After Despair, Some Joy

This article is the fourth in the multi-part series “Building the KR01 Robot” ( 1 | 2 | 3 | 4 ). Further articles can be found tagged “KR01“.


Sometimes when you’re experimenting you fail. Sometimes over and over. I had two failures this week, one that had a solution and one that didn’t seem to. But as the I Ching says: perseverance furthers1.

Tank Treads

Celebration of a tank failure…

After some deliberation I’d decided to base my robot on a tank. I’d considered the benefits of a “dual-differential drive configuration, balanced by a non-driven tail wheel caster” on David Anderson’s SR04 robot and thought the OSEPP Tank Kit might be able to provide a suitable drive platform for my robot. One of the requirements of being able to determine the location of your robot is to accurately know how far its left and its right drive motors have traveled. This is necessary in order to perform odometry.

The SR04 has a left drive wheel and a right drive wheel and can rotate in place if the wheels turn in opposite directions (David’s robot impressively can spin in place on a table without changing position). A tank is able to do the same but requires a lot of tread slippage, and this “odometry error” would need to be accounted for somehow, perhaps using another type of locational awareness.

I hadn’t thought of the other problem, and there was a bit of delay in even finding out that there was another problem (one of those “unknown unknowns”). During the assembly of the robot I’d taken the silicon tank treads off a few times, and one morning one of the tread pieces had torn, and it’d been my last spare. I’d contacted OSEPP and they’d been very nice in sending out some replacements. Being this is New Zealand shipping things here from North America took awhile.

By the time the replacement treads arrived I’d gotten the robot to the point where it could perform its first test drive, so I put on the tank treads, wrote a quick Python program to move forward, turn around (do a 360 degree turn) and come back.

I put it down on the carpet and executed the program. The robot moved forward just fine (baby steps!), but as soon as it began to turn around, to my horror the treads slipped and twisted up, partly came off and then caught under the robot. I hit the kill switch (actually, Control-C from the ssh session), put the treads back on and tried it again. Same result. It was better on a wooden floor, but if the rotation was too fast it still sometimes did the same thing.

NZ Tomtit
New Zealand Tomtit
(image: Graham Commins (CC))

Now, I can’t blame the OSEPP people for this. I measured my robot and without a battery it weighs 1.7kg. With the smaller 12 volt Makita power tool battery it’s up to 1.92kg, and with the Makita 18v 3Ah battery2 it tops the scale at 2.35kg (5.2 lbs). If one watches the OSEPP Tank promo video on YouTube their little tank zips around with just an Arduino and a six AA cell battery pack, so it’s carrying nowhere near as much hardware. I’d be comparing a kererū with a tomtit. Unfair. I think a robot with a weight similar to the original kit would be fine.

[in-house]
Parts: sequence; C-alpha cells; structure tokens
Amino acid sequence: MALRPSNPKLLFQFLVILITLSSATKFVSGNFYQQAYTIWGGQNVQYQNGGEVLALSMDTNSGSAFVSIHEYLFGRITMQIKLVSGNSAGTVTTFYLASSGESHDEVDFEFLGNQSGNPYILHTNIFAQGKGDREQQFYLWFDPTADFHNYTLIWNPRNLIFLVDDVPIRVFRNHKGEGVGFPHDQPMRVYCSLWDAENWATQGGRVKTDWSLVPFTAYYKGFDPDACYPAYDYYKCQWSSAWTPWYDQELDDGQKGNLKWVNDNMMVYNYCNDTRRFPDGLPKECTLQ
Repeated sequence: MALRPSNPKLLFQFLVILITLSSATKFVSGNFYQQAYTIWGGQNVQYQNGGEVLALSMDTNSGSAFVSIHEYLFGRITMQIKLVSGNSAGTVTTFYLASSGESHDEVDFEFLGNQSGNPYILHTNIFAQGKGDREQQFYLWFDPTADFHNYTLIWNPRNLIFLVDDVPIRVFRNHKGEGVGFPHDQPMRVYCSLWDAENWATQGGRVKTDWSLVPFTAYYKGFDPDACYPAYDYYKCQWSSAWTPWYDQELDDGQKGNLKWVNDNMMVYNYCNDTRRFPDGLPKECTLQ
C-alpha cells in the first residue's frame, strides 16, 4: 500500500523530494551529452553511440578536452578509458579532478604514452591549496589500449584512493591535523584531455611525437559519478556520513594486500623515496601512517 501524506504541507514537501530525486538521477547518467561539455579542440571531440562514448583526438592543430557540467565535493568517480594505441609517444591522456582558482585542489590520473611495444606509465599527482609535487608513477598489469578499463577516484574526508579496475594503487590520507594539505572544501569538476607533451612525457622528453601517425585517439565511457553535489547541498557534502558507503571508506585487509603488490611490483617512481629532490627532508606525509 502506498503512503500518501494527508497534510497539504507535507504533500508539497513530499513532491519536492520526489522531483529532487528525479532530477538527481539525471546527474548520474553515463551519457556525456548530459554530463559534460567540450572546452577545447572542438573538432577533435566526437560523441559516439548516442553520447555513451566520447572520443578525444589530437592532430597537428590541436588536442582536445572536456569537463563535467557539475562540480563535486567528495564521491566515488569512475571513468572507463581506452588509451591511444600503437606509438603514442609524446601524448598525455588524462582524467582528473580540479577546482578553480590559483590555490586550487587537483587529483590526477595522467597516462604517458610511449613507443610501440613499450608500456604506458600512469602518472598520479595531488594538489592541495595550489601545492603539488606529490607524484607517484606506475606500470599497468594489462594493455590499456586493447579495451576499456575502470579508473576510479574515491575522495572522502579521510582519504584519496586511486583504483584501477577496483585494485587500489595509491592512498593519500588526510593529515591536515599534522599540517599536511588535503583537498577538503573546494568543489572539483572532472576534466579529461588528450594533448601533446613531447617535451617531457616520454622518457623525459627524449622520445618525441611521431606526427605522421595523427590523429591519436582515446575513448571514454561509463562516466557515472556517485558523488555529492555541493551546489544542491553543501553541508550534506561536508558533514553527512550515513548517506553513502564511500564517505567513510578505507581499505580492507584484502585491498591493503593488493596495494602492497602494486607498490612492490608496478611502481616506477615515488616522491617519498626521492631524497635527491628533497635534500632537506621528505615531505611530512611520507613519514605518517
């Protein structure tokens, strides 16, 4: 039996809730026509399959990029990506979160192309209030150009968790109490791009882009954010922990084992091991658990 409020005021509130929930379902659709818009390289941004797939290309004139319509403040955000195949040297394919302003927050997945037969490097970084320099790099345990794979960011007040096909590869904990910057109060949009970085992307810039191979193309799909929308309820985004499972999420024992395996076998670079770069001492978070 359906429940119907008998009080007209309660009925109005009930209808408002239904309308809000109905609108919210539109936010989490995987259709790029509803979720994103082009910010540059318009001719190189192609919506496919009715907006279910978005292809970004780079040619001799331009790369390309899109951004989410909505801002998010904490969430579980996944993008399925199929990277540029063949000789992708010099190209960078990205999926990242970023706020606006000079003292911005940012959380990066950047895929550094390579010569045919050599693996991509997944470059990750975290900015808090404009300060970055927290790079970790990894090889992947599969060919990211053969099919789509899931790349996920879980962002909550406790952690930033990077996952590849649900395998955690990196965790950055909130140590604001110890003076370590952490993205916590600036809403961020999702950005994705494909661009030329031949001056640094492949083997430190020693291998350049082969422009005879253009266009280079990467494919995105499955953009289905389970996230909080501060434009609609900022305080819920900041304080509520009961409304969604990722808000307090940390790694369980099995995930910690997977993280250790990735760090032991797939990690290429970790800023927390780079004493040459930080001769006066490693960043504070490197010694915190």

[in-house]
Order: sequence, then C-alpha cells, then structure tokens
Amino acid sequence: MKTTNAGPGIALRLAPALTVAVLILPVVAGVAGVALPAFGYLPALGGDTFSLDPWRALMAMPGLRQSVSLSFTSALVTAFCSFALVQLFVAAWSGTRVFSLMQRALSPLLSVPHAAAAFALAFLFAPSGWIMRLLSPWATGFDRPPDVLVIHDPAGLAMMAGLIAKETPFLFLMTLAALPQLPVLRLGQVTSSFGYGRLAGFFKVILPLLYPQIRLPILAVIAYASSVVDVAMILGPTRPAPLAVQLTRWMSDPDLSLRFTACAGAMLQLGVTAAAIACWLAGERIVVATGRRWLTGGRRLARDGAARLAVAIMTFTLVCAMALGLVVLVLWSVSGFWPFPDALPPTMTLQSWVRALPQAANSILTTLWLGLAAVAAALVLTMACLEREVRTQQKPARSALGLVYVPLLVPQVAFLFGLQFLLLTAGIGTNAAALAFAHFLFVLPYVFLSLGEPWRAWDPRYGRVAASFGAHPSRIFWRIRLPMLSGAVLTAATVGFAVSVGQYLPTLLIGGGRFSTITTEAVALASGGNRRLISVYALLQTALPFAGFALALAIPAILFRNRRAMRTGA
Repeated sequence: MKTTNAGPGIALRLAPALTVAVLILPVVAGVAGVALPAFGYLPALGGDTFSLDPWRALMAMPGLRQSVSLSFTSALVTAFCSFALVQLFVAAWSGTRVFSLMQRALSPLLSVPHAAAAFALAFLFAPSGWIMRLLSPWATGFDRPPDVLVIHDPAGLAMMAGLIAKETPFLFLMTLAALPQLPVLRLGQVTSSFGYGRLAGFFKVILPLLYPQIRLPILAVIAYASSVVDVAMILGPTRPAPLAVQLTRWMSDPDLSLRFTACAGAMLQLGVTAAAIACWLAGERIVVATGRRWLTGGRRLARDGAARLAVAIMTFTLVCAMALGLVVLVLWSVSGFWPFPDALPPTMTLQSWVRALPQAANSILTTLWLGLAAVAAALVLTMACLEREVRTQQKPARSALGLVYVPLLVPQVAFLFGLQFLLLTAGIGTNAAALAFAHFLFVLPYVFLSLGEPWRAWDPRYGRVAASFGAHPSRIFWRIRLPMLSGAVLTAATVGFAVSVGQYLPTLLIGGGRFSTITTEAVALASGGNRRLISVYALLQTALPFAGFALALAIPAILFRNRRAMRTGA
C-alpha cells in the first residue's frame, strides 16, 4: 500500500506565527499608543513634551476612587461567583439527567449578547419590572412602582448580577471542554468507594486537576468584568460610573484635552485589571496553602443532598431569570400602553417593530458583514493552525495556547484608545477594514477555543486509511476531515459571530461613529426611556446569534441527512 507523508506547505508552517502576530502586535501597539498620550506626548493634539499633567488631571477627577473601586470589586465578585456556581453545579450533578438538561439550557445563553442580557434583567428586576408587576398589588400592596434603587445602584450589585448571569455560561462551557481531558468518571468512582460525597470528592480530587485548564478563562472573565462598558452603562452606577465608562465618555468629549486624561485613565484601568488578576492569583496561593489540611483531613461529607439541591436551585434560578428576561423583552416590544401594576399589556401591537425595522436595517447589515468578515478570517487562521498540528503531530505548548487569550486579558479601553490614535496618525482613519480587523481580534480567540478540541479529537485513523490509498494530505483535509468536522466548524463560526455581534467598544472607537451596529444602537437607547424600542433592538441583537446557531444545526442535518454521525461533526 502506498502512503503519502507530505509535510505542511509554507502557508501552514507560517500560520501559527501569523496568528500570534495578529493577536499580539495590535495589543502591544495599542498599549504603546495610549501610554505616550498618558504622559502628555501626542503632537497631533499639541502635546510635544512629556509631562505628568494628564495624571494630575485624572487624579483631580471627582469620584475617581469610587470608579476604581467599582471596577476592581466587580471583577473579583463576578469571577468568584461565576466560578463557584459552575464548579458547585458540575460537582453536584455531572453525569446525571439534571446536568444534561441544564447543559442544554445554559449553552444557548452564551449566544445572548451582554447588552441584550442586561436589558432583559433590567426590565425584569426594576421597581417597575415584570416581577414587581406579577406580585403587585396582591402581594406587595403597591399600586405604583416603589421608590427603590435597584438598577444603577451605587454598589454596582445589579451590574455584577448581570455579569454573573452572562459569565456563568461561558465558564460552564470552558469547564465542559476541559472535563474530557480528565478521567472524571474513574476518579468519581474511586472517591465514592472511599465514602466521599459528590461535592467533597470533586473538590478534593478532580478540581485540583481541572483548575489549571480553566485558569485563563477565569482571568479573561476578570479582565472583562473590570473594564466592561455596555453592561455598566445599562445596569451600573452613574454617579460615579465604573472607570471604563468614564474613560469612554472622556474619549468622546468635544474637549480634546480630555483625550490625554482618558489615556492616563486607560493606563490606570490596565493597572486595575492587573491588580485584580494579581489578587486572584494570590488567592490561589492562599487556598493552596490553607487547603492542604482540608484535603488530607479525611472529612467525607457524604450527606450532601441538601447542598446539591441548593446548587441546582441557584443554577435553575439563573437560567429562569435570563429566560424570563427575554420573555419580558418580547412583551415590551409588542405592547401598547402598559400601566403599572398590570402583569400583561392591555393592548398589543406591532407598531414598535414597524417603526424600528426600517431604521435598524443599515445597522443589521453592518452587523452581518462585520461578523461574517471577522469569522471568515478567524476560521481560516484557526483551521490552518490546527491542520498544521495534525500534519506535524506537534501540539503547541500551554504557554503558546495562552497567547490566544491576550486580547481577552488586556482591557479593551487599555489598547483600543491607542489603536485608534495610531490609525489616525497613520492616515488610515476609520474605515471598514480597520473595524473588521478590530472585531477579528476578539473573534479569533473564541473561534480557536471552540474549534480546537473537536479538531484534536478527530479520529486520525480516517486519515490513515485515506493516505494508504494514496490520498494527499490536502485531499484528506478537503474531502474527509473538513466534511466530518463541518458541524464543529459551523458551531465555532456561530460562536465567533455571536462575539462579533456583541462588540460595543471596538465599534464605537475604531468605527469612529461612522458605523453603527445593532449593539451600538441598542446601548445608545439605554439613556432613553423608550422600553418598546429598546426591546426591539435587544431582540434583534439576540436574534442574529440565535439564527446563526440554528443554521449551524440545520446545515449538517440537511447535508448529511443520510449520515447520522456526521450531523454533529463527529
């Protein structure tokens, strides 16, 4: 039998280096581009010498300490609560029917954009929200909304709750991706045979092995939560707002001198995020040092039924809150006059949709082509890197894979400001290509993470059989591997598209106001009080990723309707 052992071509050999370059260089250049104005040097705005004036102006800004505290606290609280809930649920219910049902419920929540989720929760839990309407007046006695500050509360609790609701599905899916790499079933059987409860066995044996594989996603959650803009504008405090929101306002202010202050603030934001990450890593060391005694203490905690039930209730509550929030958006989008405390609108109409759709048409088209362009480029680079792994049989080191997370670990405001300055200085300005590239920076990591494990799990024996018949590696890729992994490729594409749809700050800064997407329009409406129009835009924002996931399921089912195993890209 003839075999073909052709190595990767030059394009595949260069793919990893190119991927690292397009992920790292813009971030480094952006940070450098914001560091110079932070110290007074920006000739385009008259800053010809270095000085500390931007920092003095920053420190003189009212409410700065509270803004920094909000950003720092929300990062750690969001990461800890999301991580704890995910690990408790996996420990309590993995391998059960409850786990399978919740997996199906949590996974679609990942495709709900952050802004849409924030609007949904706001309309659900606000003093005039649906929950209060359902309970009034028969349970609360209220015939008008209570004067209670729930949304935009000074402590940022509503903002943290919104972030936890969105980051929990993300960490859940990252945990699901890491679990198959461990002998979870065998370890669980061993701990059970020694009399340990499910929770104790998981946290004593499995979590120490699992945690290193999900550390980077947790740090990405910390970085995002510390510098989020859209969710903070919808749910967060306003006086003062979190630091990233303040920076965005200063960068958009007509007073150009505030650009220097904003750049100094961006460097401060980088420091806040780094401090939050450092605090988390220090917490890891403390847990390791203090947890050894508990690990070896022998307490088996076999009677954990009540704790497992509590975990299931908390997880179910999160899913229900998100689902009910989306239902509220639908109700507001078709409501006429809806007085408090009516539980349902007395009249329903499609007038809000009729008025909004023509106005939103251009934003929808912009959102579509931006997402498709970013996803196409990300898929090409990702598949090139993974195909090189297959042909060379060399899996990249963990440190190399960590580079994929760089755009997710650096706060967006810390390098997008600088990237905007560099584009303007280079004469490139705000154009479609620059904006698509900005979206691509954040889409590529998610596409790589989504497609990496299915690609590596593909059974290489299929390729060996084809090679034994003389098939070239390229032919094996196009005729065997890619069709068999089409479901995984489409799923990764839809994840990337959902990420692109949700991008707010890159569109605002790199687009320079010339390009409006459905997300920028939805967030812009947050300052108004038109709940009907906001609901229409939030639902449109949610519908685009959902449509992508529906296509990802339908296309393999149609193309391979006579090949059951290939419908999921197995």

The kererū, or New Zealand wood pigeon,
(image: NZ Forest and Bird)

My big fat kererū just couldn’t use the tank treads. I’d considered the tread slippage problem (but not the treads-falling-off-disaster) and ordered four of the OSEPP silicon wheels, and after some floor and carpet testing found that they would work. There’s enough slippage on wood floor or carpet that the four wheels do a reasonably good in-place rotation.

Thank goodness. I didn’t want to have to go back to the drawing board.

The Other, Seemingly Intractable Problem

OSEPP Motor Encoder: four connections!

The other problem was with the motor encoders. These are tiny Hall Effect sensors mounted to the motor shaft (before the gearbox) and are meant to provide a pair of waveforms (labeled A and B) that permit a determination of engine direction, speed and the number of times the shaft has rotated.

I’d spent days debugging this. I have this cool old Iwatsu SS-5710 oscilloscope I bought at a local pawn shop. It’s everything you want in an oscilloscope and more: complicated, mysterious, lots of knobs, bright image, nice lines, good coloring, even engages in scintillating dinner conversation. Okay, maybe not that last one.

I’d tried everything to get a usable waveform off of the sensors. Tantalisingly, I was able to get some tiny waveforms, similar to those NASA receives from Mariner 9 at the edge of the universe. But not enough to peg a Raspberry Pi GPIO pin. I’d disassembled the robot, adjusted the encoders, tried adding a 74HC14 Schmidt trigger circuit (forgetting that the encoders already do this), nothing worked. Ugh.

This morning I was reconnecting the 6 pin IDC cable I’m using between the chassis and the platform holding the Raspberry Pi, and I remembered that there were six pins. Six pins. The left and right motors each had an A and a B (i.e., A1, B1, A2, B2). What had I used the other two pins for?

Oh yeah… power.

I hadn’t provided power to the motor encoders. As soon as I connected ground and 5 volts to the encoders and fired up the robot while connected to the Iwatsu, lo and behold: I had some square waves. Success! If it’d been later in the day I would have cracked open a beer.

Motor Encoder Output
Finally, some square waves!

I then rummaged through all manner of half-completed Python scripts to find one that with some slight modification was able to count up and count down as the motor drove forward and back. So… the robot now functional motor encoders.